With the publication of the data collected by INEGI in the National Survey of Occupation and Employment, a bleak outlook for employment in Mexico came to light. Of the jobs that were lost due to the forced confinements of the pandemic, 2.3 million remain to be recovered. The voids are found, for the most part, in urban areas. State of Mexico, Mexico City and Quintana Roo have been the most affected states, while in the north and the Bajío area, jobs related to foreign trade have already recovered. This has exacerbated inequality in the country.
For everyone, however, employment has gotten tougher. The survey shows that 25% of the economically active population works in inadequate conditions, either because they work more than the recommended hours or because the work is now less paid than before the pandemic. This compares with the historical average of between 12% and 13%, according to the Centro de Estudios Espinosa Yglesias (CEEY).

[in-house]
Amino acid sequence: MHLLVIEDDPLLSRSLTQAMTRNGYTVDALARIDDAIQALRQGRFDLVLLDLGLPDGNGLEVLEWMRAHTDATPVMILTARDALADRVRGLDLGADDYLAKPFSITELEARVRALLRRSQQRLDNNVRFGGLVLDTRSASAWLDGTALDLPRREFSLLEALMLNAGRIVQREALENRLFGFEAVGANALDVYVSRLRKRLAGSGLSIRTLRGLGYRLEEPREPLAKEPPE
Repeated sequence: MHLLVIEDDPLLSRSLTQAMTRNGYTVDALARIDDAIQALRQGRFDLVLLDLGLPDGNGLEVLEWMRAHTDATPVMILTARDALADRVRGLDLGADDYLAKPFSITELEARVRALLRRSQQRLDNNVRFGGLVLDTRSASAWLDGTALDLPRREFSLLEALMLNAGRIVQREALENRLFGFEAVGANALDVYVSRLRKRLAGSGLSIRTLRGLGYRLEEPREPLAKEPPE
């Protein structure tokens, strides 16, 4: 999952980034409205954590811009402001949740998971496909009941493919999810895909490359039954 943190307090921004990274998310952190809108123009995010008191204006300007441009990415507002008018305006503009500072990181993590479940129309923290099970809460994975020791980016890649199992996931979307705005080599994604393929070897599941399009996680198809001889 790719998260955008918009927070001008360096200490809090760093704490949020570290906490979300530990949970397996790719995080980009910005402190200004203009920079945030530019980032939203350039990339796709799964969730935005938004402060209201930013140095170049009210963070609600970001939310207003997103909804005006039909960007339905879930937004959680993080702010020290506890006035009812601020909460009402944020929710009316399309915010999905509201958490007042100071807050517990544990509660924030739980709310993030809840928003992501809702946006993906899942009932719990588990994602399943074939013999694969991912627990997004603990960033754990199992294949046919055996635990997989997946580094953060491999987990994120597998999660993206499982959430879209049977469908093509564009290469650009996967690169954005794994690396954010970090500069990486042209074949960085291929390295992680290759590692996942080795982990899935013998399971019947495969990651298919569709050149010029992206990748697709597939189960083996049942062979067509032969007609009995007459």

Perhaps one of the most widely celebrated decisions of President López Obrador has been the increase in the minimum wage, which he has made by decree since he assumed power at the end of 2018. This had undoubtedly begun to positively impact working poverty, which refers to having an income that is not enough to buy the basic food basket. In 2019 there was a slight drop, however, the pandemic erased the gain and made the situation worse. According to an analysis by CEEY, 13 million Mexicans fell into working poverty due to the pandemic.